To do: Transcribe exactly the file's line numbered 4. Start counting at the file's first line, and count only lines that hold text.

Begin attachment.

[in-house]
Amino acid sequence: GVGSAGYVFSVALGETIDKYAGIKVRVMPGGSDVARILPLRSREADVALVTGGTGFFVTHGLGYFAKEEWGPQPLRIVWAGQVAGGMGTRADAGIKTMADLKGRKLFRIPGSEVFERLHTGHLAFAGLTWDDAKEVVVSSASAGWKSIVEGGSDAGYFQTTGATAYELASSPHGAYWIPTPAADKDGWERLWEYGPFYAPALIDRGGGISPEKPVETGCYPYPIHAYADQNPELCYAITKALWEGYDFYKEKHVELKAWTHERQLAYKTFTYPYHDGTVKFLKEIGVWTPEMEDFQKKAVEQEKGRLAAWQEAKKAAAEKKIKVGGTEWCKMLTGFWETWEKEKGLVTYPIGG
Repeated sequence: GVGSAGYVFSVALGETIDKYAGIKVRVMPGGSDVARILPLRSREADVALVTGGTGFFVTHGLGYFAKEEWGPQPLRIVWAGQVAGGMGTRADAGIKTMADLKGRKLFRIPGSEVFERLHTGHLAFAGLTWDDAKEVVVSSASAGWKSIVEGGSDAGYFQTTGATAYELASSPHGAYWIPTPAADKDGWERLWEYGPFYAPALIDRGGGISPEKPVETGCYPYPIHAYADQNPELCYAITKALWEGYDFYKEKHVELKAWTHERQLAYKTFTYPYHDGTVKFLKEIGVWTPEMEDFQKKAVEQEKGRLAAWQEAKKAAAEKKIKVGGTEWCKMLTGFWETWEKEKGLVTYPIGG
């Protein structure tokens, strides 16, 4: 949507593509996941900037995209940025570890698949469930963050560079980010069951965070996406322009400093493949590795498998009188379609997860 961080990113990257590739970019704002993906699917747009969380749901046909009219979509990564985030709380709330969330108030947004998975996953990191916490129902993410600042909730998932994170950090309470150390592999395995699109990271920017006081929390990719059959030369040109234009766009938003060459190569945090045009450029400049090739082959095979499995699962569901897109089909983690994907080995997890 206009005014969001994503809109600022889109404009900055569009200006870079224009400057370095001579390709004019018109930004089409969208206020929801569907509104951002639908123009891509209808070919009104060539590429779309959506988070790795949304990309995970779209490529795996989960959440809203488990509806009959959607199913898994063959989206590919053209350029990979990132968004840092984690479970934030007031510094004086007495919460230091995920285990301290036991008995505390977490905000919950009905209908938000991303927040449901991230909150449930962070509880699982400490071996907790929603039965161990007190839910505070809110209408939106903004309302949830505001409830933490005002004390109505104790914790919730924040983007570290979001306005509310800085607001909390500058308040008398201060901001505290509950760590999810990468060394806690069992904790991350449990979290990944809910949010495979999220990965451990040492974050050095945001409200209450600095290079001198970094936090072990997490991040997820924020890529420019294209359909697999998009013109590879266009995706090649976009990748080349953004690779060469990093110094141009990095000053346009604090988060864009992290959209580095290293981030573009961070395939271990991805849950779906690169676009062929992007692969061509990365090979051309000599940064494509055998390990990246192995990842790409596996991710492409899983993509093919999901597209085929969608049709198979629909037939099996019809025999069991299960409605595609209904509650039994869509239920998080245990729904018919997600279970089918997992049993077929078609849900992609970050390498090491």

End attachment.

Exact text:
């Protein structure tokens, strides 16, 4: 949507593509996941900037995209940025570890698949469930963050560079980010069951965070996406322009400093493949590795498998009188379609997860 961080990113990257590739970019704002993906699917747009969380749901046909009219979509990564985030709380709330969330108030947004998975996953990191916490129902993410600042909730998932994170950090309470150390592999395995699109990271920017006081929390990719059959030369040109234009766009938003060459190569945090045009450029400049090739082959095979499995699962569901897109089909983690994907080995997890 206009005014969001994503809109600022889109404009900055569009200006870079224009400057370095001579390709004019018109930004089409969208206020929801569907509104951002639908123009891509209808070919009104060539590429779309959506988070790795949304990309995970779209490529795996989960959440809203488990509806009959959607199913898994063959989206590919053209350029990979990132968004840092984690479970934030007031510094004086007495919460230091995920285990301290036991008995505390977490905000919950009905209908938000991303927040449901991230909150449930962070509880699982400490071996907790929603039965161990007190839910505070809110209408939106903004309302949830505001409830933490005002004390109505104790914790919730924040983007570290979001306005509310800085607001909390500058308040008398201060901001505290509950760590999810990468060394806690069992904790991350449990979290990944809910949010495979999220990965451990040492974050050095945001409200209450600095290079001198970094936090072990997490991040997820924020890529420019294209359909697999998009013109590879266009995706090649976009990748080349953004690779060469990093110094141009990095000053346009604090988060864009992290959209580095290293981030573009961070395939271990991805849950779906690169676009062929992007692969061509990365090979051309000599940064494509055998390990990246192995990842790409596996991710492409899983993509093919999901597209085929969608049709198979629909037939099996019809025999069991299960409605595609209904509650039994869509239920998080245990729904018919997600279970089918997992049993077929078609849900992609970050390498090491």